Proof Review: Ted (2012)

Release Date
June 29, 2012
Director
Seth MacFarlane
Screenplay
Seth MacFarlane
Alec Sulkin
Wellesley Wild
Distributed By
Universal Pictures
Budget
$51 million
Comedy, Fantasy
Rated R for crude and sexual content, pervasive language, and some drug use
106 minutes

Ted

Ted tells the story of a young boy who wishes for his Christmas present teddy bear to come to life. If that sounds too heart-warming for your liking, now picture that the teddy bear grows up to be a pot-smoking, fowl-mouthed bear who is now getting in the way of a blossoming relationship between his best friend (“thunder-buddy”), John (Mark Wahlberg) and girlfriend of four years, Lori (Mila Kunis).

On the surface, Ted is Seth MacFarlane’s chance to make a splash on the big screen for the very first time, directing and voice-acting the character of Ted. But deep down, Ted is a story of camaraderie and coming of age, even if that coming of age happens at 35 years old. Obviously the story is nothing new, but handled by the creator of Family Guy and given the R rating that it so needed (and deserved), Ted transcends its recycled plot by remaining completely unabashed.

The entire film is filled with epic one-liners and unforgettable moments. Between the slew of racist non-sequiturs and the obsession the two leads have with Flash Gordon (as well as an uncredited cameo by Ryan Reynolds), there is enough comedy in this film to give cause for multiple viewings, having missed some of the jokes the first time from laughing so hard. Even the visual effects of the character Ted are done so seamlessly that there is never a moment where you question his existence.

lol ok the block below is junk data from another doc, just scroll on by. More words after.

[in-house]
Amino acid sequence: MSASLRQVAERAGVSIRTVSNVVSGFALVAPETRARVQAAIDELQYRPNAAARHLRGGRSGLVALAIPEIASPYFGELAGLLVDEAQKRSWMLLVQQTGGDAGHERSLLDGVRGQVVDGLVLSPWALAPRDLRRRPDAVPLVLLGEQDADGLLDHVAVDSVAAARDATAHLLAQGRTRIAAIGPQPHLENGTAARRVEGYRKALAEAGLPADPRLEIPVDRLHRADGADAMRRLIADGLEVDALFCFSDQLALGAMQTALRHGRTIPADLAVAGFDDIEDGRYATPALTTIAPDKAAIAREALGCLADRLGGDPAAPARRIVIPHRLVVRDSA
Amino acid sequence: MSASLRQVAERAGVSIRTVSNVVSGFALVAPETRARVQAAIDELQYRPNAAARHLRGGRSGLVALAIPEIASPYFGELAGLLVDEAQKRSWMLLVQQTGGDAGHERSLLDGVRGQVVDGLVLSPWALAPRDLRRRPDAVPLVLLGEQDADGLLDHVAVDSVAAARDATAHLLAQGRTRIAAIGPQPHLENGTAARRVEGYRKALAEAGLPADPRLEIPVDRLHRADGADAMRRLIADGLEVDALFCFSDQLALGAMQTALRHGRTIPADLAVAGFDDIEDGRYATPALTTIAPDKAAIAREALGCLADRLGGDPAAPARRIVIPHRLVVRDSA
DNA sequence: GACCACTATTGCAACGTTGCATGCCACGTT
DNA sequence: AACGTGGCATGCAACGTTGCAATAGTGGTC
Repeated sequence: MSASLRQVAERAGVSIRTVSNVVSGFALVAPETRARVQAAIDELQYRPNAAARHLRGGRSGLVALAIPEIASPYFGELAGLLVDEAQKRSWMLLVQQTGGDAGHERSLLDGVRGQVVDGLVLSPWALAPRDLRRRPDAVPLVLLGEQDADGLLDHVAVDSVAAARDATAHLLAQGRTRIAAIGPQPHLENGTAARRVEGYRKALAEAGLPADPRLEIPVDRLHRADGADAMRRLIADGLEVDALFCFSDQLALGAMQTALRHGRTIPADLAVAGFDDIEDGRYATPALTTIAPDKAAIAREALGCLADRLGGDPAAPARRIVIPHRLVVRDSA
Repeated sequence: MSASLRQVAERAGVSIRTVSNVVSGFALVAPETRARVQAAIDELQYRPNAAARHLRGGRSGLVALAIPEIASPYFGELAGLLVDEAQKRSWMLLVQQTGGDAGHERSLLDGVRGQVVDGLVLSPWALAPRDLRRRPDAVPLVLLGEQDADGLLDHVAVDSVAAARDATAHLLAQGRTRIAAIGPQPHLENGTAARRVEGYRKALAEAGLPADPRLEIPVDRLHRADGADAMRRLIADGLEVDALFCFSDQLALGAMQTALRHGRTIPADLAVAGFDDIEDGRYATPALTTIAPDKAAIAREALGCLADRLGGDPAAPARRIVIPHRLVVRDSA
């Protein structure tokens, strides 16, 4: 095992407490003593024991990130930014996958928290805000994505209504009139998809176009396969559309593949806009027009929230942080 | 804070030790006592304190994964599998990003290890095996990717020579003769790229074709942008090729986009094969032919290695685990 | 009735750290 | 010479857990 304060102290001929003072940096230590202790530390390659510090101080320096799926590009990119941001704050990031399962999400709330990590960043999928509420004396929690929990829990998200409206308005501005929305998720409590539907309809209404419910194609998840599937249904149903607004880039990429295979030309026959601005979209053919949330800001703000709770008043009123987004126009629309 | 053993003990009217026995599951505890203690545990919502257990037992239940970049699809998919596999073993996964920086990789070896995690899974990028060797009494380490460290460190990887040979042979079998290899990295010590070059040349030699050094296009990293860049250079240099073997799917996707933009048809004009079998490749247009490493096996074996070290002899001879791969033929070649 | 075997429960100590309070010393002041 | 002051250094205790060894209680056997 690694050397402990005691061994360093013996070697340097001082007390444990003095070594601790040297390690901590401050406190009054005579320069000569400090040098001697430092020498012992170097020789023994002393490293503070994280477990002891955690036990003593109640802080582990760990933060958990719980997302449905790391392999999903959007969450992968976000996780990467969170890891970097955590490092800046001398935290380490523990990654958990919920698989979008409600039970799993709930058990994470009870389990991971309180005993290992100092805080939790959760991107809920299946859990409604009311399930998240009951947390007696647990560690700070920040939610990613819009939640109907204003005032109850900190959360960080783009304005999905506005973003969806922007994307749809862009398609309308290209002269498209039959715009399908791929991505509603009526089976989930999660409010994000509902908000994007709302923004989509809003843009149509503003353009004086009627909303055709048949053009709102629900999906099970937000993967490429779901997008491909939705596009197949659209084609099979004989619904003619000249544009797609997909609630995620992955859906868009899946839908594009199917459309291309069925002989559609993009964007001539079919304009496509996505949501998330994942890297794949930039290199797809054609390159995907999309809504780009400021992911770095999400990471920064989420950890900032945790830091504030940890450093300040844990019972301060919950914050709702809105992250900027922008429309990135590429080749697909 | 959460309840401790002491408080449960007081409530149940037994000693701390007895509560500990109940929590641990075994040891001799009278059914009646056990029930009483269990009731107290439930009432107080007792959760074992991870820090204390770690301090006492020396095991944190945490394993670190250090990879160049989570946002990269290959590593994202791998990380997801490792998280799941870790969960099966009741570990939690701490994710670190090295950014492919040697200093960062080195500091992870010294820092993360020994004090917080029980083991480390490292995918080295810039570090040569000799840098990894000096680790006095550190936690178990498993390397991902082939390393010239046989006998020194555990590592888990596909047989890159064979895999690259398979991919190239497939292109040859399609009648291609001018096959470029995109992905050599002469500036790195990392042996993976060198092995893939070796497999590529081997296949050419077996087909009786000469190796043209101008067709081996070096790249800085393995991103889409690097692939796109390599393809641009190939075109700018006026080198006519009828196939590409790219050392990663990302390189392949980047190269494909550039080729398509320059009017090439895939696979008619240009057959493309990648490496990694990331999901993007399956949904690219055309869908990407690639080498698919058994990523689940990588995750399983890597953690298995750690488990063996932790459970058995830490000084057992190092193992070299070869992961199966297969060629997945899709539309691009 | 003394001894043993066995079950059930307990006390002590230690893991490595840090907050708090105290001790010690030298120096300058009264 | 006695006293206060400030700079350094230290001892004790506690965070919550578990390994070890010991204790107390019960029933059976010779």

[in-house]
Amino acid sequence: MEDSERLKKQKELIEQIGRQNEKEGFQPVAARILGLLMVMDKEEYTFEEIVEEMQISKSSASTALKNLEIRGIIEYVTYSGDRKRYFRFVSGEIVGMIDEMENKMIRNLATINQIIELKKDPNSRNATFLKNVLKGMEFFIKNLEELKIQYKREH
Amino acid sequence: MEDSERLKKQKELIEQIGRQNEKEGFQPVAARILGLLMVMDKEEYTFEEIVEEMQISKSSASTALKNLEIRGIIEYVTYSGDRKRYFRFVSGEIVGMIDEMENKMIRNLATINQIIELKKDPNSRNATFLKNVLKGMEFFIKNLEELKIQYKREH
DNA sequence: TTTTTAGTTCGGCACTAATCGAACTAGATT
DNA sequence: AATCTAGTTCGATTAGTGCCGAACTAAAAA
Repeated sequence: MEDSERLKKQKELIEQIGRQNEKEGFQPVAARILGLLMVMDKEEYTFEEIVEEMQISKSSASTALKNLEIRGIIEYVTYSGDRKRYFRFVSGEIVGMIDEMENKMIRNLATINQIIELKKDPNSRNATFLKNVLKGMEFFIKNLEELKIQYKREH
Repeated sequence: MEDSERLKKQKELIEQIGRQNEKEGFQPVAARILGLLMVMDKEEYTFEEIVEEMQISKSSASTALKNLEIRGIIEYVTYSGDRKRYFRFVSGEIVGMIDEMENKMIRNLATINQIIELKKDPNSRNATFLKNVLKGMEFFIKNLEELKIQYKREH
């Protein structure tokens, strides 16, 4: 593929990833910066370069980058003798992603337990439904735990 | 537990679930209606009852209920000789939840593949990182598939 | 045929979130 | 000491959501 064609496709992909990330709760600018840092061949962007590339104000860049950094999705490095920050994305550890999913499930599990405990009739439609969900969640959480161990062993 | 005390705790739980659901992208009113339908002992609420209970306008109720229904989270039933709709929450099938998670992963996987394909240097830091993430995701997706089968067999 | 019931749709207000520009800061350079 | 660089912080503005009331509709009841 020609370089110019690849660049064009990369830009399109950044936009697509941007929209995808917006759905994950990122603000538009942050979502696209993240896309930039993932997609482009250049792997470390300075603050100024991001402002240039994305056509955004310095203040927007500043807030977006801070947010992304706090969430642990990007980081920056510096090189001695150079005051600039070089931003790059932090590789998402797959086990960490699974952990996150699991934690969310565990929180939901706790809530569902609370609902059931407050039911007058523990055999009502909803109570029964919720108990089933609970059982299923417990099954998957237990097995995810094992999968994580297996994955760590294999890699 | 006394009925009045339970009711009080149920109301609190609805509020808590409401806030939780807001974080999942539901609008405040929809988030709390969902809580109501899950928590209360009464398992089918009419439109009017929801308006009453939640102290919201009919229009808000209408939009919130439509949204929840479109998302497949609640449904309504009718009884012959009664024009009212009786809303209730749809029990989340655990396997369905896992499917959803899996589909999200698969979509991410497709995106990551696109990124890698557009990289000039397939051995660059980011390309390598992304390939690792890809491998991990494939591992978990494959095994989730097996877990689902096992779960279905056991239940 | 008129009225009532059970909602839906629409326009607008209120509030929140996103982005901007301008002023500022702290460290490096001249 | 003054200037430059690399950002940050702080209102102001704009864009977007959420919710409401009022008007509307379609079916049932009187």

Mark Wahlberg has found his home in comedies, proving that his performance in The Other Guys, co-starring Will Ferrell, was no fluke. Though never quite surpassing Ted in the humor department, both play off each other extremely well and Wahlberg proves himself indispensable in the role of John Bennett. Mila Kunis never fails to impress, but with the bitchy, nagging girlfriend schtick, it gets hard to ever see her as a fleshed-out character.

Giovanni Ribisi also delivers a superb comedic performance, as a man that’s been stalking Ted for most of his life, having wanted his own talking teddy bear growing up, but settling for kidnapping Ted. His level of creepiness is equaled only by his dance moves to the song “I Think We’re Alone Now”.

Ted is the best comedy so far this year, delivering on all fronts, with jokes that hit there marks and absolutely no wasted moments. Every character, no matter how minor, gets their moment to shine comedically and Seth MacFarlane proves himself successful in his first feature film. Unlike this year’s previous raunchy comedies like 21 Jump Street and American Reunion, Ted is the first comedy that seems to completely appeal to both sexes (as well as to children, which is just too bad). If Ted leaves you with nothing else, it will at least cause some pondering over how a stuffed bear can have intercourse with a human.

 

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